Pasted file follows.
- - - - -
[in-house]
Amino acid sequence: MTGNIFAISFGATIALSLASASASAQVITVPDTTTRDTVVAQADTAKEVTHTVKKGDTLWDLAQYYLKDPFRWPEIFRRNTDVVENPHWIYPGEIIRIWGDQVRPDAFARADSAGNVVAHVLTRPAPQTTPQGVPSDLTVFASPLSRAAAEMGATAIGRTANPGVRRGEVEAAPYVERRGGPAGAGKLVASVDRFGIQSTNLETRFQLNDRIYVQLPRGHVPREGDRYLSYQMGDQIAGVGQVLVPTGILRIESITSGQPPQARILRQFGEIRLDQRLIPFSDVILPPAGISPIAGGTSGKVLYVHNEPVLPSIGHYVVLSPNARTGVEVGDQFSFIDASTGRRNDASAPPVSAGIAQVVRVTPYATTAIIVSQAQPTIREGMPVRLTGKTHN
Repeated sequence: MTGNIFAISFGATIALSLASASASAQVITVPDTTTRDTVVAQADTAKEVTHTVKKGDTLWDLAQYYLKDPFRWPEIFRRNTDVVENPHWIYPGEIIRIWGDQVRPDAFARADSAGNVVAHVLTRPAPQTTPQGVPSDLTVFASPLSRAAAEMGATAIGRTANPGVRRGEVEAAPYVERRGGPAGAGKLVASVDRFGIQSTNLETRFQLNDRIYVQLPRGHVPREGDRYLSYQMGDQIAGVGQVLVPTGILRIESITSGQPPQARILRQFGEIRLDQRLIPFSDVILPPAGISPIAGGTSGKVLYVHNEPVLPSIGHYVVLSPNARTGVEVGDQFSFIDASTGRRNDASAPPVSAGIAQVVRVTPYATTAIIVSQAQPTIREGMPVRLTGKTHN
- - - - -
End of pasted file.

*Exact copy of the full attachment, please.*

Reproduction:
[in-house]
Amino acid sequence: MTGNIFAISFGATIALSLASASASAQVITVPDTTTRDTVVAQADTAKEVTHTVKKGDTLWDLAQYYLKDPFRWPEIFRRNTDVVENPHWIYPGEIIRIWGDQVRPDAFARADSAGNVVAHVLTRPAPQTTPQGVPSDLTVFASPLSRAAAEMGATAIGRTANPGVRRGEVEAAPYVERRGGPAGAGKLVASVDRFGIQSTNLETRFQLNDRIYVQLPRGHVPREGDRYLSYQMGDQIAGVGQVLVPTGILRIESITSGQPPQARILRQFGEIRLDQRLIPFSDVILPPAGISPIAGGTSGKVLYVHNEPVLPSIGHYVVLSPNARTGVEVGDQFSFIDASTGRRNDASAPPVSAGIAQVVRVTPYATTAIIVSQAQPTIREGMPVRLTGKTHN
Repeated sequence: MTGNIFAISFGATIALSLASASASAQVITVPDTTTRDTVVAQADTAKEVTHTVKKGDTLWDLAQYYLKDPFRWPEIFRRNTDVVENPHWIYPGEIIRIWGDQVRPDAFARADSAGNVVAHVLTRPAPQTTPQGVPSDLTVFASPLSRAAAEMGATAIGRTANPGVRRGEVEAAPYVERRGGPAGAGKLVASVDRFGIQSTNLETRFQLNDRIYVQLPRGHVPREGDRYLSYQMGDQIAGVGQVLVPTGILRIESITSGQPPQARILRQFGEIRLDQRLIPFSDVILPPAGISPIAGGTSGKVLYVHNEPVLPSIGHYVVLSPNARTGVEVGDQFSFIDASTGRRNDASAPPVSAGIAQVVRVTPYATTAIIVSQAQPTIREGMPVRLTGKTHN